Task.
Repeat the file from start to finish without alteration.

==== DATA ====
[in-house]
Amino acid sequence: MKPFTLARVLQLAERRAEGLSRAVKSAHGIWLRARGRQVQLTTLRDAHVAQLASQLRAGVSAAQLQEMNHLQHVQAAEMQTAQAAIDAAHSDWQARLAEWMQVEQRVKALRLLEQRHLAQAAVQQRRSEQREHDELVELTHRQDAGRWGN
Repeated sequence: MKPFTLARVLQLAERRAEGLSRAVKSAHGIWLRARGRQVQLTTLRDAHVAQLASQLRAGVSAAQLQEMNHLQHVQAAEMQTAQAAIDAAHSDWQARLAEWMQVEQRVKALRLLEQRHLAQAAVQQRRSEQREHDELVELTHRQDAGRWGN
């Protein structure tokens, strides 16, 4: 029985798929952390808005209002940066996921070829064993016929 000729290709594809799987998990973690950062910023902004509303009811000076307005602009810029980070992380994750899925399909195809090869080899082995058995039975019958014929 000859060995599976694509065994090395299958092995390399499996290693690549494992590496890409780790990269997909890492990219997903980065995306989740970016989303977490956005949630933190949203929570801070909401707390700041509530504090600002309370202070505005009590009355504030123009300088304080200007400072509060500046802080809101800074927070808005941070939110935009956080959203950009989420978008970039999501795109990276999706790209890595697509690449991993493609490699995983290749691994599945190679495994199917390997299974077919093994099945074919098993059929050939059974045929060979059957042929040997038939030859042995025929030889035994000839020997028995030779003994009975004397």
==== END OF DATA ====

[in-house]
Amino acid sequence: MKPFTLARVLQLAERRAEGLSRAVKSAHGIWLRARGRQVQLTTLRDAHVAQLASQLRAGVSAAQLQEMNHLQHVQAAEMQTAQAAIDAAHSDWQARLAEWMQVEQRVKALRLLEQRHLAQAAVQQRRSEQREHDELVELTHRQDAGRWGN
Repeated sequence: MKPFTLARVLQLAERRAEGLSRAVKSAHGIWLRARGRQVQLTTLRDAHVAQLASQLRAGVSAAQLQEMNHLQHVQAAEMQTAQAAIDAAHSDWQARLAEWMQVEQRVKALRLLEQRHLAQAAVQQRRSEQREHDELVELTHRQDAGRWGN
């Protein structure tokens, strides 16, 4: 029985798929952390808005209002940066996921070829064993016929 000729290709594809799987998990973690950062910023902004509303009811000076307005602009810029980070992380994750899925399909195809090869080899082995058995039975019958014929 000859060995599976694509065994090395299958092995390399499996290693690549494992590496890409780790990269997909890492990219997903980065995306989740970016989303977490956005949630933190949203929570801070909401707390700041509530504090600002309370202070505005009590009355504030123009300088304080200007400072509060500046802080809101800074927070808005941070939110935009956080959203950009989420978008970039999501795109990276999706790209890595697509690449991993493609490699995983290749691994599945190679495994199917390997299974077919093994099945074919098993059929050939059974045929060979059957042929040997038939030859042995025929030889035994000839020997028995030779003994009975004397």